JACKSON, Miss.–It was June 12, 1963 when assassin Byron de la Beckwith, a white supremacist, put a bullet in the back of civil rights leader Medgar Evers, right outside of his Jackson home where his wife and kids were enjoying their evening. Now, 50 years later, his accomplishments are being remembered by national leaders.
A wreath-laying ceremony was held Wednesday at Arlington National Cemetery, where Evers is buried as a national hero.
During his life, Evers was field secretary for the National Assoc. for the Advancement of Colored People (NAACP) in Mississippi. His main goal was getting black people registered to vote. At the time, many African-Americans in the state were turned away from the polls illegally because they did not “qualify” and many more were beaten or terrorized if they attempted to register.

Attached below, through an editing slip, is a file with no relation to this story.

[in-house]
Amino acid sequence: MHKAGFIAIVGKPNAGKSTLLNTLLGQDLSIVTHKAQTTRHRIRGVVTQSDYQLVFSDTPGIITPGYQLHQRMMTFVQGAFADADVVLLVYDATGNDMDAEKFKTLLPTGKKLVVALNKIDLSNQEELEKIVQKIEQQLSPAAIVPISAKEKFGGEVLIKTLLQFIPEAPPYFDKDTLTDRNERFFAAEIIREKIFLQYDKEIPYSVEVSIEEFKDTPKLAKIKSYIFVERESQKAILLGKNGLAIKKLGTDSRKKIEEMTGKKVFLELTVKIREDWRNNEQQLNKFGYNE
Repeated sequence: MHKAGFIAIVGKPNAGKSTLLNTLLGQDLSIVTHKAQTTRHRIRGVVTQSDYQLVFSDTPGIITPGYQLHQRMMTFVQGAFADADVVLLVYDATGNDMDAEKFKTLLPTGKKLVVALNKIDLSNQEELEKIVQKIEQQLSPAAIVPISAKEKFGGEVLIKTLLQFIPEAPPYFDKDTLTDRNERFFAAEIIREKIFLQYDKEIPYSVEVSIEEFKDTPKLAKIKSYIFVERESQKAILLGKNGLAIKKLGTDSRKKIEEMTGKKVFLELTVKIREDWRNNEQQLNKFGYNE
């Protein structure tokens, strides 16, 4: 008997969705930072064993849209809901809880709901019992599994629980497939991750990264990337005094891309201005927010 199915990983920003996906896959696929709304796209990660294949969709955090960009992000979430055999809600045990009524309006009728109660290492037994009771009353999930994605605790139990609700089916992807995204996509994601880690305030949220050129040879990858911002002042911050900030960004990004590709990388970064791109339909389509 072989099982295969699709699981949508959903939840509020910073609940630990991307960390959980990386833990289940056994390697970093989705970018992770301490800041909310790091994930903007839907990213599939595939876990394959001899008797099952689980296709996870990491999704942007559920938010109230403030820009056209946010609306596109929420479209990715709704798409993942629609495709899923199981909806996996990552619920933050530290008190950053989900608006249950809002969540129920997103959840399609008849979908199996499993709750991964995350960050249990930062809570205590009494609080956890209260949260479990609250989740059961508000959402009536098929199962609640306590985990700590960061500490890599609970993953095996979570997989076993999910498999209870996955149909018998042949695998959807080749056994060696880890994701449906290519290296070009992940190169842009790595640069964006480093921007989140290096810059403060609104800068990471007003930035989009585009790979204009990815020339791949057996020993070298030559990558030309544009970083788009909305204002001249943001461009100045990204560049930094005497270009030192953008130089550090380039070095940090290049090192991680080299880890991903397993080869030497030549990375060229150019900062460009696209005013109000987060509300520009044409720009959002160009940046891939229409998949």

Evers also helped organize demonstrations like the Woolworth’s sit-in by a mixed group of Tougaloo College students, who were beaten, spat upon, slapped and dowsed with mustad and ketchup as they refused to leave a segregated lunch counter in Jackson just two weeks before Evers was shot.
“Nineteen sixty-three was an amazing year in the course of our nation’s struggle for a more perfect union,” said former Pres. Bill Clinton at Wednesday’s event, acknowledging Evers’ killing and many other events that year that would eventually lead to forced integration.
U.S. Atty. Gen. Eric Holder was another of the speakers, who sat along-side Evers widow Myrlie Evers-Williams, who has participated in several events in Mississippi this year leading up to the commemoration.
Holder said the anniversary presents an opportunity to “recommit our nation to the principals that he lived and died to defend.”
Here is a link to a previous story about events that begin in the capital city today: